Teenagers are spending more money this spring than they did a year ago — and a good amount of that budget is being put toward clothing and shoes, particularly streetwear and ’90s fashion, according to a recent study by Piper Jaffray.
The firm published its twice-annual Taking Stock with Teens Report, analyzing 6,000 responses from Gen Z participants whose average age was 16 years, and found that spending was up 6 percent from the past fall and up 2 percent from a year ago. It added that teens, on average, spent about $2,600 this year, with Gen Z contributing a total of $830 billion, or 7 percent, to the U.S. retail market.
While food was their priority, young male and female consumers are still dropping their hard-earned cash on clothing (16 percent for men and 25 percent for women), favoring athleisure brands such as Nike and Adidas.
“Our spring survey has shown an uptick in teen spending, which we believe mirrors the economic expansion we are experiencing broadly,” said Erinn Murphy, senior research analyst at Piper Jaffray. “We are seeing strong signs of a brand cycle led by 1990s and streetwear styles, with Adidas, Vans, Supreme and Tommy Hilfiger as the most notable positive brand movers.”
For footwear, Nike still held the top spot; however, Vans has expanded its standing, registering 16 percent of the market share, up from 12 percent last fall. Meawhile, Adidas hung on to its third-place ranking a 14 percent share, up from 11 percent.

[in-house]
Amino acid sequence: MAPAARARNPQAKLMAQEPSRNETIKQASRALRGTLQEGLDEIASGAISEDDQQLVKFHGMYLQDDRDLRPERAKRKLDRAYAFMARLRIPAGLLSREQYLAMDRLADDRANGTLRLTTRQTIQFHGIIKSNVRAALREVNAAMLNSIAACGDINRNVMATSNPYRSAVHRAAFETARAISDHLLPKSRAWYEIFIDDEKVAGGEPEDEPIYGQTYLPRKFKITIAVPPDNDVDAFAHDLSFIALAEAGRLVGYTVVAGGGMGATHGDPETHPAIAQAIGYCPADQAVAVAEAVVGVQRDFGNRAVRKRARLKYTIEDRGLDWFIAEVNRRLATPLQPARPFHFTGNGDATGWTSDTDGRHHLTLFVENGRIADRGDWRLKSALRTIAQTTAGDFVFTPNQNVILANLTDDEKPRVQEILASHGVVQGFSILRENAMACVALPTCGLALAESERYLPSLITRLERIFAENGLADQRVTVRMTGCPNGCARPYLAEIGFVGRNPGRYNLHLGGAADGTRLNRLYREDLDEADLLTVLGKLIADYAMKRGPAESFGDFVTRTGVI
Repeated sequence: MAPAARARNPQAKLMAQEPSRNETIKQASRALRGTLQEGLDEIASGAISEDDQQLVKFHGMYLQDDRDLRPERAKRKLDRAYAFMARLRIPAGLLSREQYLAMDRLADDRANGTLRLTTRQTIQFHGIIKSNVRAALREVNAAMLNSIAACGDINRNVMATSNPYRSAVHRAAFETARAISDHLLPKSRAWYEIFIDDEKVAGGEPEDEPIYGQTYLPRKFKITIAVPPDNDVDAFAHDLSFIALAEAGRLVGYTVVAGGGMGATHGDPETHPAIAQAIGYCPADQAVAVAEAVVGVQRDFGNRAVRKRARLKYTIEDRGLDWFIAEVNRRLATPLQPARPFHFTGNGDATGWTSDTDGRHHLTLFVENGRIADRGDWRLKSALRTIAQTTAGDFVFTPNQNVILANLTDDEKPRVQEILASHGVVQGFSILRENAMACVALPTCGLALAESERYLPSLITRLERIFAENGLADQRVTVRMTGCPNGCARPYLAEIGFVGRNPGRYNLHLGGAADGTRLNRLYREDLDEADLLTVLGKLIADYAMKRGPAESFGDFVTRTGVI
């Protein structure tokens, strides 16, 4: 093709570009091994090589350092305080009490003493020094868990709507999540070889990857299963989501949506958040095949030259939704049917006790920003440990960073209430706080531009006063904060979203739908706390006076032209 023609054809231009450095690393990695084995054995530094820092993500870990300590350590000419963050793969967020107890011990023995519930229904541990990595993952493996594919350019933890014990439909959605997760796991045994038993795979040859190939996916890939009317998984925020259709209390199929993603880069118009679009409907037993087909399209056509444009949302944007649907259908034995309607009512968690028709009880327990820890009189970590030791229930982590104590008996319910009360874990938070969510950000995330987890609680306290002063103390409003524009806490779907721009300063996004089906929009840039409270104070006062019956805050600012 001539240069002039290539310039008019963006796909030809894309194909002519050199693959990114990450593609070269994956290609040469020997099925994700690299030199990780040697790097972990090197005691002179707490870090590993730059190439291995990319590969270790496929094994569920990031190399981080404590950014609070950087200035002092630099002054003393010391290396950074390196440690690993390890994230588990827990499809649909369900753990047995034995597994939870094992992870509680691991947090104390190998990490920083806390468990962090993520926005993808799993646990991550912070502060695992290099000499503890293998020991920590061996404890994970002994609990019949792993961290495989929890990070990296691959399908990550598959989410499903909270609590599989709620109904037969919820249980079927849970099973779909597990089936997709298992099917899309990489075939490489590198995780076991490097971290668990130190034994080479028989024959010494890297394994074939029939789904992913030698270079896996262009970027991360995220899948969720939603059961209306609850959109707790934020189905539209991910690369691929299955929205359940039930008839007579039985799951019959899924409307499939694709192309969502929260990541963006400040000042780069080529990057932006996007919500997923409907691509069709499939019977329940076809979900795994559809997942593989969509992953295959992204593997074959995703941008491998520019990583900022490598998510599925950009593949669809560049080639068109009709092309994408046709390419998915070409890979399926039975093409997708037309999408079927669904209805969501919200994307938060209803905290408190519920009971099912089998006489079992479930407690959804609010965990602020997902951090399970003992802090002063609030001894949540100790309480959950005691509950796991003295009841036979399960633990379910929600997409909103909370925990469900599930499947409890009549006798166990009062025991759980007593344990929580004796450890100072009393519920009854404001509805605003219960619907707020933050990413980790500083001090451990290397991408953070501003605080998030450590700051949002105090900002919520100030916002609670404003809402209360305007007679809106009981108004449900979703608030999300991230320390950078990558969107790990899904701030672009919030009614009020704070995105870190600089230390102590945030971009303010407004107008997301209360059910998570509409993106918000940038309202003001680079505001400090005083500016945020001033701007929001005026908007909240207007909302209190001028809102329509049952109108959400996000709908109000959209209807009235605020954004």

In the apparel category, Nike is also the top preferred brand for both male and female teens, though its share dipped to 23 percen, from 31 percent, among young consumers. Rounding out the top three are American Eagle and Adidas.
As for the fashion trends dominating Gen Z wardrobes, Piper Jaffray revealed that young male consumers still opt for Nikes and Jordans, followed by general athleticwear and product by Adidas. On the other hand, young female shoppers have returned to the leggings trend — more specifically, those by Lululemon — trailed by ripped jeans (last fall’s No. 1 fashion trend for the same demographic) and general jeanswear.
Note: Piper Jaffray classified the teens into upper-income and average-income groups, with the former representing 1,400 teens with an average household income of $100,000 (or the top 20 percent of household units in the country) and the latter constituting 4,600 teens with an average household income of $56,000 that aligns more closely with the U.S. median.